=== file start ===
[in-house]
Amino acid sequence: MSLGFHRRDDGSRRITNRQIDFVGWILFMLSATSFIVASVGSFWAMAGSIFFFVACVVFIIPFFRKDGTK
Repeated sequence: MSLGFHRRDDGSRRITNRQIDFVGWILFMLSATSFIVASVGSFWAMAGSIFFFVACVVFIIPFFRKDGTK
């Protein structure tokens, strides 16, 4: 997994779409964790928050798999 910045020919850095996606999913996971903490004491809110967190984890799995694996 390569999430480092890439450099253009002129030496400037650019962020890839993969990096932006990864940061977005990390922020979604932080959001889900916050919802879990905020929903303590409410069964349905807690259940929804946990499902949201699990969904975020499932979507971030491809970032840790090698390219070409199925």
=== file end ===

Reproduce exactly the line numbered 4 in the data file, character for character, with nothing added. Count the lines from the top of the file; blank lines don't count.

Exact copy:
């Protein structure tokens, strides 16, 4: 997994779409964790928050798999 910045020919850095996606999913996971903490004491809110967190984890799995694996 390569999430480092890439450099253009002129030496400037650019962020890839993969990096932006990864940061977005990390922020979604932080959001889900916050919802879990905020929903303590409410069964349905807690259940929804946990499902949201699990969904975020499932979507971030491809970032840790090698390219070409199925």